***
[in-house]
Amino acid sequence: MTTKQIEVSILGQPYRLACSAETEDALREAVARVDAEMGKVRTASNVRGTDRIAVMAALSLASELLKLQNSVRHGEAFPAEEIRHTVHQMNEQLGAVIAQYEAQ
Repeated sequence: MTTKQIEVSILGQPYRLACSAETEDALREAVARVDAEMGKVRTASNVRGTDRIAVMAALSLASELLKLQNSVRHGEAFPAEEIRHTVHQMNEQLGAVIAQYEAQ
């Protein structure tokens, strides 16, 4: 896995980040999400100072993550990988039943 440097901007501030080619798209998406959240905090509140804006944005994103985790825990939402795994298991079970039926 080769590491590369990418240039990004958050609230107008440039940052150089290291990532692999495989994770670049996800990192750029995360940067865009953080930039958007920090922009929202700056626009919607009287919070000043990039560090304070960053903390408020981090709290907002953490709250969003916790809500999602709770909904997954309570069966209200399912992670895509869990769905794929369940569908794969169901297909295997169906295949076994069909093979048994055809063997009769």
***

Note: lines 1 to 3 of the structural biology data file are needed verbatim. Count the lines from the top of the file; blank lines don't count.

[in-house]
Amino acid sequence: MTTKQIEVSILGQPYRLACSAETEDALREAVARVDAEMGKVRTASNVRGTDRIAVMAALSLASELLKLQNSVRHGEAFPAEEIRHTVHQMNEQLGAVIAQYEAQ
Repeated sequence: MTTKQIEVSILGQPYRLACSAETEDALREAVARVDAEMGKVRTASNVRGTDRIAVMAALSLASELLKLQNSVRHGEAFPAEEIRHTVHQMNEQLGAVIAQYEAQ